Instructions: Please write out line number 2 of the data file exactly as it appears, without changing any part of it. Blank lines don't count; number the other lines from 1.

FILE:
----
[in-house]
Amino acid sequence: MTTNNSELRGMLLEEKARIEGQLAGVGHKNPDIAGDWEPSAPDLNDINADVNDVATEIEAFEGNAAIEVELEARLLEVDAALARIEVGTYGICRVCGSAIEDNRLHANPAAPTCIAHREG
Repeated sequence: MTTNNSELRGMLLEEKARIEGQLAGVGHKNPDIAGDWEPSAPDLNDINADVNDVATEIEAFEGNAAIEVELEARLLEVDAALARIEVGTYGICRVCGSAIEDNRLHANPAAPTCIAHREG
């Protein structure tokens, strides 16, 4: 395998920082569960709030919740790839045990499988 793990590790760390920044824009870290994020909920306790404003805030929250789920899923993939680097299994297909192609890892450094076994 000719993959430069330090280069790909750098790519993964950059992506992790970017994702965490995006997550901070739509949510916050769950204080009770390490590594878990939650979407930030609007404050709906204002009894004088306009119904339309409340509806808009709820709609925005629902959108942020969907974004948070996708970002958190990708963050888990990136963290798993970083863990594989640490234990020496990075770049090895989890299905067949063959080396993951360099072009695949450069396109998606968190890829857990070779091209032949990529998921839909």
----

Amino acid sequence: MTTNNSELRGMLLEEKARIEGQLAGVGHKNPDIAGDWEPSAPDLNDINADVNDVATEIEAFEGNAAIEVELEARLLEVDAALARIEVGTYGICRVCGSAIEDNRLHANPAAPTCIAHREG